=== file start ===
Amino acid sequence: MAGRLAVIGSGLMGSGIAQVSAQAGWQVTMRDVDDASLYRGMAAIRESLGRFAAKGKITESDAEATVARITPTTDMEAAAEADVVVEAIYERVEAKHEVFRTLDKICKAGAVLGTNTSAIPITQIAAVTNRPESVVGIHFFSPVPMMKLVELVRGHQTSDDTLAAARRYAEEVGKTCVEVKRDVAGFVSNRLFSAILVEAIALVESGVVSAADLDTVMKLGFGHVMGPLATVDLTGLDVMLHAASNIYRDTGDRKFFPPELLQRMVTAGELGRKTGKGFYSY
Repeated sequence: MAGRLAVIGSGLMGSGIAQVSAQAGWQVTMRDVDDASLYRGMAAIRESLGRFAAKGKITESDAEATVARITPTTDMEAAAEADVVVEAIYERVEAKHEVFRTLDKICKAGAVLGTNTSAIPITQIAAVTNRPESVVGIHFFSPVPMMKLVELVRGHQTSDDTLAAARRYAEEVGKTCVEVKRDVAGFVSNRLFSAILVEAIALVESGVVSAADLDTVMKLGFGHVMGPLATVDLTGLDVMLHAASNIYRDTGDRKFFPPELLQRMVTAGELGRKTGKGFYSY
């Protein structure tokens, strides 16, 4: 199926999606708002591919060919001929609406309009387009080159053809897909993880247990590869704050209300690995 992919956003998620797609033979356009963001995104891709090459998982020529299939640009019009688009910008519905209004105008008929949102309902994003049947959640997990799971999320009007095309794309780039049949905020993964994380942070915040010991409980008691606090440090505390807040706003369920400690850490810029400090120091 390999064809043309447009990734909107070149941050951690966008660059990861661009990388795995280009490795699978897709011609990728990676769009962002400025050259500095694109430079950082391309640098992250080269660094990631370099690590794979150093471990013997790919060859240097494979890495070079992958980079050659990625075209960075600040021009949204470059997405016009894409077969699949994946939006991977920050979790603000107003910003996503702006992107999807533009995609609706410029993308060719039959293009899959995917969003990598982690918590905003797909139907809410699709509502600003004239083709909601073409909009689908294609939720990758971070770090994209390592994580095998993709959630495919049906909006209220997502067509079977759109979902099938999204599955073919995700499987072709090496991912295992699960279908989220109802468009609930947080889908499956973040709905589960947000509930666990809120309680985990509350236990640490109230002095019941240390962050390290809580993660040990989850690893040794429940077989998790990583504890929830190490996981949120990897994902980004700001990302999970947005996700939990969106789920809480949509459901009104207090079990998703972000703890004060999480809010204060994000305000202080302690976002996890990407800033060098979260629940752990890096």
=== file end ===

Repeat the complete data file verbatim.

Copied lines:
Amino acid sequence: MAGRLAVIGSGLMGSGIAQVSAQAGWQVTMRDVDDASLYRGMAAIRESLGRFAAKGKITESDAEATVARITPTTDMEAAAEADVVVEAIYERVEAKHEVFRTLDKICKAGAVLGTNTSAIPITQIAAVTNRPESVVGIHFFSPVPMMKLVELVRGHQTSDDTLAAARRYAEEVGKTCVEVKRDVAGFVSNRLFSAILVEAIALVESGVVSAADLDTVMKLGFGHVMGPLATVDLTGLDVMLHAASNIYRDTGDRKFFPPELLQRMVTAGELGRKTGKGFYSY
Repeated sequence: MAGRLAVIGSGLMGSGIAQVSAQAGWQVTMRDVDDASLYRGMAAIRESLGRFAAKGKITESDAEATVARITPTTDMEAAAEADVVVEAIYERVEAKHEVFRTLDKICKAGAVLGTNTSAIPITQIAAVTNRPESVVGIHFFSPVPMMKLVELVRGHQTSDDTLAAARRYAEEVGKTCVEVKRDVAGFVSNRLFSAILVEAIALVESGVVSAADLDTVMKLGFGHVMGPLATVDLTGLDVMLHAASNIYRDTGDRKFFPPELLQRMVTAGELGRKTGKGFYSY
């Protein structure tokens, strides 16, 4: 199926999606708002591919060919001929609406309009387009080159053809897909993880247990590869704050209300690995 992919956003998620797609033979356009963001995104891709090459998982020529299939640009019009688009910008519905209004105008008929949102309902994003049947959640997990799971999320009007095309794309780039049949905020993964994380942070915040010991409980008691606090440090505390807040706003369920400690850490810029400090120091 390999064809043309447009990734909107070149941050951690966008660059990861661009990388795995280009490795699978897709011609990728990676769009962002400025050259500095694109430079950082391309640098992250080269660094990631370099690590794979150093471990013997790919060859240097494979890495070079992958980079050659990625075209960075600040021009949204470059997405016009894409077969699949994946939006991977920050979790603000107003910003996503702006992107999807533009995609609706410029993308060719039959293009899959995917969003990598982690918590905003797909139907809410699709509502600003004239083709909601073409909009689908294609939720990758971070770090994209390592994580095998993709959630495919049906909006209220997502067509079977759109979902099938999204599955073919995700499987072709090496991912295992699960279908989220109802468009609930947080889908499956973040709905589960947000509930666990809120309680985990509350236990640490109230002095019941240390962050390290809580993660040990989850690893040794429940077989998790990583504890929830190490996981949120990897994902980004700001990302999970947005996700939990969106789920809480949509459901009104207090079990998703972000703890004060999480809010204060994000305000202080302690976002996890990407800033060098979260629940752990890096």